Photo review — Museum of Fine Arts celebrates Ancient Egypt

Egyptian Version of Master of The UniverseThis "Egyptian version of Master of the Universe," according to curator Bianchi, boasts four arms and two sets of wings, and is escorted by several snakes, all representing his supernatural powers.


An Amphora Alabaster vessel from Dynasty XIX 1305-1196 BCThis funerary Amphora from dynasty XIX 1395-1196 BC is carved from a single block of alabaster and is decorated with encaustic (pigments suspended in molten wax).


Sarcophagus once owned by Yves Saint LaurentThis sarcophagus, purchased from the estate of designer Yves Saint Laurent, is one of the largest antiquities in the exhibit. It is thought by Dr. Bianchi to be from around 1000 BC. It has barely legible hieroglyphs that the curator has worked on translating.


The God Horace as FalconThe God Horace as Falcon, Dynasty XXI -XXV 1080-655 BC, represents the ancient Egyptians' belief in royal power and kingship that came from the Falcon, the bird they observed as the highest-flying in their world.


Crowd in the LobbyThe gala was attended by several hundred people who were treated to hors d’oeuvres, wine and beer in the lobby.


Sphinx over doorThere was even a balloon Sphinx to watch over the crowd.


Billie Jo Wilson, Josh Goff and Tanya Rodriguez walk like EgyptiansBillie Jo Wilson, Josh Goff and Tanya Rodriguez walk like Egyptians. These actors added to the ancient feel of the evening.


The opening was well attended The Museum of Fine Arts in St Petersburg


The must-see exhibit includes five galleries of antiquities and is paired with a photography exhibition, Forever in a Moment — photographs of Egypt, created during the 19th century, a period of great archaeological exploration and worldwide fascination with ancient culture.
Banner for Forever in a Moment Photography Exhibit


Ancient Egypt — Art and Magic: Treasures from the Fondation Gandur pour l’Art runs through April 19 at the Museum of Fine Arts, 255 Beach Drive N.E., St. Petersburg, 727-896-2667; adults, $17; seniors, 65 and older, $15; military with ID, $15; college students with current ID, $10; ages 7 to 18, $10; children 6 and younger, free. Hours are 10 a.m.-5 p.m. Monday-Wednesday, 10 a.m.-8 p.m. Thursday, 10 a.m.-5 p.m. Friday and Saturday and noon-5 p.m.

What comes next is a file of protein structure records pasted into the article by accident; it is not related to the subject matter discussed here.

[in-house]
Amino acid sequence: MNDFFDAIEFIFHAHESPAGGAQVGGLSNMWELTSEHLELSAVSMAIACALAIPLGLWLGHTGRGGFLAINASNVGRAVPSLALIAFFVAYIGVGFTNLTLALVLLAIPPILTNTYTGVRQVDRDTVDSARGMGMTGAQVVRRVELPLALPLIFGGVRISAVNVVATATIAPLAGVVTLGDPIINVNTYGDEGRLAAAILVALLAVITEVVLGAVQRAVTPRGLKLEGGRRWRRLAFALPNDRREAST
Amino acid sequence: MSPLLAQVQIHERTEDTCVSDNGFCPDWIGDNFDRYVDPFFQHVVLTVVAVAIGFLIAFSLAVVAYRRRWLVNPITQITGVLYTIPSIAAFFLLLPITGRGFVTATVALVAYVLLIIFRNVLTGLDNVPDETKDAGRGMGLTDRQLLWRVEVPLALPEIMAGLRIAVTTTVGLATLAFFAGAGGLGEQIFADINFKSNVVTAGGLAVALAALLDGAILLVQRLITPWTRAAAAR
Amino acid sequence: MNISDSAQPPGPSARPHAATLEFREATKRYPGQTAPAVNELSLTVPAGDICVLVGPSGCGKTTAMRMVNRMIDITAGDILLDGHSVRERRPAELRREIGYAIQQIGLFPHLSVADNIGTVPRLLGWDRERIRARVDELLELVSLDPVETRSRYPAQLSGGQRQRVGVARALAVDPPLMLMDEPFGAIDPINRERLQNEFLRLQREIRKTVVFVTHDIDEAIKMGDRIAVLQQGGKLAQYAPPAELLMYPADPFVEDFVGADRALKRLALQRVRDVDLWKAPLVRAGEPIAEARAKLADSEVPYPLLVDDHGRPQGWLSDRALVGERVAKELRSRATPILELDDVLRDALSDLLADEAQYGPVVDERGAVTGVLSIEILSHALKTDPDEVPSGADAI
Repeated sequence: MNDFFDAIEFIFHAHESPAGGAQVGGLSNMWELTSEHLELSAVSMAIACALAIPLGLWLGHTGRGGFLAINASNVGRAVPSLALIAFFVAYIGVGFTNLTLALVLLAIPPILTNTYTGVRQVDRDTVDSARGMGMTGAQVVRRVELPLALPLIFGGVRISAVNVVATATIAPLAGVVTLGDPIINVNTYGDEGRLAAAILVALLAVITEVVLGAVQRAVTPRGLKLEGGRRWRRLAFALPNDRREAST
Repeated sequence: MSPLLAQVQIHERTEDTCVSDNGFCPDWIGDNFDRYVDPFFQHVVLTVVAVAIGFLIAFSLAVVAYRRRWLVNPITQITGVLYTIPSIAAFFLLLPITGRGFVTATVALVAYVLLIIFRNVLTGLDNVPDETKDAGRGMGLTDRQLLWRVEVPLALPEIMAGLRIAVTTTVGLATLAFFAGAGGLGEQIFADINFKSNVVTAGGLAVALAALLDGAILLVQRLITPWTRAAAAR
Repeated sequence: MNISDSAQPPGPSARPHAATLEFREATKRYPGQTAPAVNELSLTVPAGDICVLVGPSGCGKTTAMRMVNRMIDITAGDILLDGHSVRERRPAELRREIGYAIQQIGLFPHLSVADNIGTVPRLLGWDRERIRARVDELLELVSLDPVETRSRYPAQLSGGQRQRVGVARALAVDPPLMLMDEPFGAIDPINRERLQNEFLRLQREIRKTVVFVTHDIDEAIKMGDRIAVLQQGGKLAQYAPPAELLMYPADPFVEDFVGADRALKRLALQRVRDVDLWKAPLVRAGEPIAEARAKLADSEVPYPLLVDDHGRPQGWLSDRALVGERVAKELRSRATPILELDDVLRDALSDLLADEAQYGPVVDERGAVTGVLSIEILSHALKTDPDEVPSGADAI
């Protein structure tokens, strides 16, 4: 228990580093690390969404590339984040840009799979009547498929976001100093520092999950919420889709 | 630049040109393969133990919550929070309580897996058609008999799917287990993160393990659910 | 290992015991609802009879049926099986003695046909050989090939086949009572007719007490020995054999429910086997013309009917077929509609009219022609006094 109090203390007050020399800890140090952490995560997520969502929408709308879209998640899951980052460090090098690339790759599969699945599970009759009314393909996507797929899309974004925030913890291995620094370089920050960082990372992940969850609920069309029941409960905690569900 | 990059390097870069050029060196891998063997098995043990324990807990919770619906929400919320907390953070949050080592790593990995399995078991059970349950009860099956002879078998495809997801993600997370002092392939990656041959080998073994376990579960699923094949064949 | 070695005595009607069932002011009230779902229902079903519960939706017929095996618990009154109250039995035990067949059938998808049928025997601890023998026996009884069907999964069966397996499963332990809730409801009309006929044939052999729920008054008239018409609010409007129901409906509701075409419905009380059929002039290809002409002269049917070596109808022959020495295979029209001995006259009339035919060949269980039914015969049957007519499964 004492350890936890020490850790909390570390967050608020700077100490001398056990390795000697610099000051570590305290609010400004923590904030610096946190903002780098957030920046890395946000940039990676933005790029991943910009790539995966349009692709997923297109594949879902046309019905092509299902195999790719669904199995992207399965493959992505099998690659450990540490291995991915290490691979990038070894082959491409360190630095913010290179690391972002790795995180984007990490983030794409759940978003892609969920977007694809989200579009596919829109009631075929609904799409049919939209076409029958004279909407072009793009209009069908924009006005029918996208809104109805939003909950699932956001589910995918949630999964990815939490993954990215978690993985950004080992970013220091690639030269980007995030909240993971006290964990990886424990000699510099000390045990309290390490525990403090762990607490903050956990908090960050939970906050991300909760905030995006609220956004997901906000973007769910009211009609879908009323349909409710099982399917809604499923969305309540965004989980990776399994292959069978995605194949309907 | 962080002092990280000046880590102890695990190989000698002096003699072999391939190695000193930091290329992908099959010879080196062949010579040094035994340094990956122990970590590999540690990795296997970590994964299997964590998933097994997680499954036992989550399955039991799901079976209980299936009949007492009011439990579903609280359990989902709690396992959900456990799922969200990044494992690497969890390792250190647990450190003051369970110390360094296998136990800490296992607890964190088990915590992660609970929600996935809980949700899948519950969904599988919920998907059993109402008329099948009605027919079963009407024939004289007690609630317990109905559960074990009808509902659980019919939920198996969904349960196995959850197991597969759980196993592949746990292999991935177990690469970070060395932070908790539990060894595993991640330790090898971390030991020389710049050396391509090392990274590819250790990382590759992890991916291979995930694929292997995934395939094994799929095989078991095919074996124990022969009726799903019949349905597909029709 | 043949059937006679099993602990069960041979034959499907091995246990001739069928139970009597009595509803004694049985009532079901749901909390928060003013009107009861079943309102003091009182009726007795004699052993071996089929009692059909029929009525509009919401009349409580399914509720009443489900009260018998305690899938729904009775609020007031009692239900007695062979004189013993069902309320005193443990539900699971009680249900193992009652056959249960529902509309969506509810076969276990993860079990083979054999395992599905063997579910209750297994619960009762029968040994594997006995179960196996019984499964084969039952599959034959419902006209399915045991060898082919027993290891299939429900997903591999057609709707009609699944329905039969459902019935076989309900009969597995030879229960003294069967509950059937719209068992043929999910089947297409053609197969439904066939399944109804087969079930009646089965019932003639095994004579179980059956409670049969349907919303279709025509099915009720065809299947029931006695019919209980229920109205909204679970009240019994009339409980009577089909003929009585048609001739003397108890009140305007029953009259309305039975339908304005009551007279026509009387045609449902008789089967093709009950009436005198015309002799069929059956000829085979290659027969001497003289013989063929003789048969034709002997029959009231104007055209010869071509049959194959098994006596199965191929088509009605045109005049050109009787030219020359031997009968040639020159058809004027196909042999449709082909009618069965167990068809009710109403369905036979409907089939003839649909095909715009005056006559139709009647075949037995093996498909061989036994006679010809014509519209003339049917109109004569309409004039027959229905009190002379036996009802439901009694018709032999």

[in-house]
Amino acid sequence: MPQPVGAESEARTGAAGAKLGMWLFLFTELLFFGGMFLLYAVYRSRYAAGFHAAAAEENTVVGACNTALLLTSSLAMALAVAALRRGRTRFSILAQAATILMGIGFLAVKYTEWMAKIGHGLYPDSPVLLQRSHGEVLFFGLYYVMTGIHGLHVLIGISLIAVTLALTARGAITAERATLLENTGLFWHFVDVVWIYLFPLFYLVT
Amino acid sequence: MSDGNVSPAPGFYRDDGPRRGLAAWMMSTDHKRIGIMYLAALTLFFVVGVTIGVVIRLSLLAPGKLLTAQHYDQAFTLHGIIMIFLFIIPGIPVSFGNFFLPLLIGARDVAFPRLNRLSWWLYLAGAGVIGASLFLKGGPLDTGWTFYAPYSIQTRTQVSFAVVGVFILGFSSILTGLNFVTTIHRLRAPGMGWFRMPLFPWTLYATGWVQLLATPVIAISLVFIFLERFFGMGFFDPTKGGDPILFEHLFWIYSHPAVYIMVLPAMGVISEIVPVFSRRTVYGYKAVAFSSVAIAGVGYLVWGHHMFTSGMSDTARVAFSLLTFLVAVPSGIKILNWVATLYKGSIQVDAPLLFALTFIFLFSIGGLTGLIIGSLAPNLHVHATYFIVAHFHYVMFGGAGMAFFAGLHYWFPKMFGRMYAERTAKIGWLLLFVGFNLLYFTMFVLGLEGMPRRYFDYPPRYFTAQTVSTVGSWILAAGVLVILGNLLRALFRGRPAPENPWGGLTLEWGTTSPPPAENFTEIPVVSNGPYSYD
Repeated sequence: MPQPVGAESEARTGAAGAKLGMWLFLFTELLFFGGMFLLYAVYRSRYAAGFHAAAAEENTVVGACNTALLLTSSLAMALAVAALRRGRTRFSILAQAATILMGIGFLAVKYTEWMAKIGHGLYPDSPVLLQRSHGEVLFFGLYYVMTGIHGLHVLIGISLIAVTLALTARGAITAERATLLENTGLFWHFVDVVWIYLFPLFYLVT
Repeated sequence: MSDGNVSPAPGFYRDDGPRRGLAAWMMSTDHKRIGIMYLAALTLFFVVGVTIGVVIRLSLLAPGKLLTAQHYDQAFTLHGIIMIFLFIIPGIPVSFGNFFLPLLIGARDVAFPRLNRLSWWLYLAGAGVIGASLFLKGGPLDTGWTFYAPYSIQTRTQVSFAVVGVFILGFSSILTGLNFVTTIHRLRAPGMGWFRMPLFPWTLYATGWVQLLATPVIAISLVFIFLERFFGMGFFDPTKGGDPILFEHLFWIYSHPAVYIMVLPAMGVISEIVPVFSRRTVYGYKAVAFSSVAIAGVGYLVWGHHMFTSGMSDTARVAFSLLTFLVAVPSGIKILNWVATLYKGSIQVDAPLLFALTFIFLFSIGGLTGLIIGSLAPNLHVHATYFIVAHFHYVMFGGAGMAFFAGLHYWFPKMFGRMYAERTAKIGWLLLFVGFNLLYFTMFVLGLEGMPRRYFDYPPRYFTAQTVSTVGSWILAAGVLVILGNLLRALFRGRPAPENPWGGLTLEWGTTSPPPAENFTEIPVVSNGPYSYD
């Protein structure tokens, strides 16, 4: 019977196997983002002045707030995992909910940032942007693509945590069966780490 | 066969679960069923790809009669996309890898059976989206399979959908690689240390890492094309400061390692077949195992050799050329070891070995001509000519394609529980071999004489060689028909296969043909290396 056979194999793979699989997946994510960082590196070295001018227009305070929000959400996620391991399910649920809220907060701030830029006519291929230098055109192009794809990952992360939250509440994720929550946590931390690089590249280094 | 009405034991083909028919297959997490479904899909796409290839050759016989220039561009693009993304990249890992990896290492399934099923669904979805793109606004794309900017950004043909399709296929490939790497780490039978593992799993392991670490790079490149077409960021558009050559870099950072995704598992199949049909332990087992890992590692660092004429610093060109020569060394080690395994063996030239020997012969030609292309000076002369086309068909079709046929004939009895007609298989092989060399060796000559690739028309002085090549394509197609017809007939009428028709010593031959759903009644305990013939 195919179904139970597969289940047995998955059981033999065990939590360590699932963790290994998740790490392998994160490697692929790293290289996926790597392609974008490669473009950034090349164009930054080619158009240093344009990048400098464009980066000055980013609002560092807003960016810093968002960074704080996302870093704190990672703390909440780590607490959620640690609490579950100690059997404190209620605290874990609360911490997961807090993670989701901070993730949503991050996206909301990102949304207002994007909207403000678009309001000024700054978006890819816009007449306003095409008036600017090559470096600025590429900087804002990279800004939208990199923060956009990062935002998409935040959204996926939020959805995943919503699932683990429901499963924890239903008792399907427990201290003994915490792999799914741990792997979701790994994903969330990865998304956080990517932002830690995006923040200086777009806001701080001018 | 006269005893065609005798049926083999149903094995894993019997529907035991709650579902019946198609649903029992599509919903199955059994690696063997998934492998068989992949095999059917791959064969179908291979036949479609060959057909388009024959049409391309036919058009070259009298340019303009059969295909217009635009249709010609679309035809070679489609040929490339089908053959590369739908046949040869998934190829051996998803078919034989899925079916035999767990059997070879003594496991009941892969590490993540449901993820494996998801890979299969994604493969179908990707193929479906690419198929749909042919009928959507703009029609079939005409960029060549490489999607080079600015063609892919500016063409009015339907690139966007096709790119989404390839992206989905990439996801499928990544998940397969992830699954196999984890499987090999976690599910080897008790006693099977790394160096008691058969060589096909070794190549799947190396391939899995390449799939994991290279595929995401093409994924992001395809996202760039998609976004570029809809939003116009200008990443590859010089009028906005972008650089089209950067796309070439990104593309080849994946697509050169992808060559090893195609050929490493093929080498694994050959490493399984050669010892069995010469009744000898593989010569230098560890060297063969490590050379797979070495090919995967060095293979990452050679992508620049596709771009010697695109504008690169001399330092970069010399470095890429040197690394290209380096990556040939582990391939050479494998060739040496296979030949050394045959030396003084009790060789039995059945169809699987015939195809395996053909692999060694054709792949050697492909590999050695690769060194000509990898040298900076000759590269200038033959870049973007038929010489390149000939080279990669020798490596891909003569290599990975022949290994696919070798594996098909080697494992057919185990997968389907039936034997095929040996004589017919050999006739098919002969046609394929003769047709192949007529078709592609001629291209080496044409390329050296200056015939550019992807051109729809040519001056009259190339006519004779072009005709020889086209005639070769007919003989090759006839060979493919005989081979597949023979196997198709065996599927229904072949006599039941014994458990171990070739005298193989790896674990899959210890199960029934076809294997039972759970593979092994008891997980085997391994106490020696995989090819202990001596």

Entrance to Museum of Fine Arts Ancient Egypt Exhibit

The Museum of Fine Arts in St. Petersburg held a gala Friday night to celebrate the opening of its newest exhibit, Ancient Egypt — Art and Magic: Treasures from the Fondation Gandur pour l’Art. The members-only event included actors portraying ancient Egyptians. The museum is calling it one of the most extraordinary exhibitions in its history.

Patrons enjoy vases of alabaster from Dynasty XVIII 1554-1305 BCPatrons enjoyed viewing vases of alabaster from Dynasty XVIII 1554-1305 BC. These delicate pieces have a very contemporary look and were most likely used for ritual oils or perfumes.

The exhibit, with guest curator Dr. Robert Bianchi, displays 101 masterpieces from one of the world’s most important private collections of Egyptian antiquities. The collection, once owned by private collector Jean Claude Gandur, is now housed in Geneva. The exhibition represents a small percentage of the more than 800 items in the entire collection.

A fascinating fact: Very few of the objects have been restored, and the pieces are in extraordinary shape, considering some of them date back to 5500 BC and cover 30 dynasties right up to the fall of Egypt in 30 BC.

Dr. Robert  Bianchi , guest curatorDr. Robert Bianchi, guest curator, enthusiastically describes the origins and history of many of the 101 pieces.

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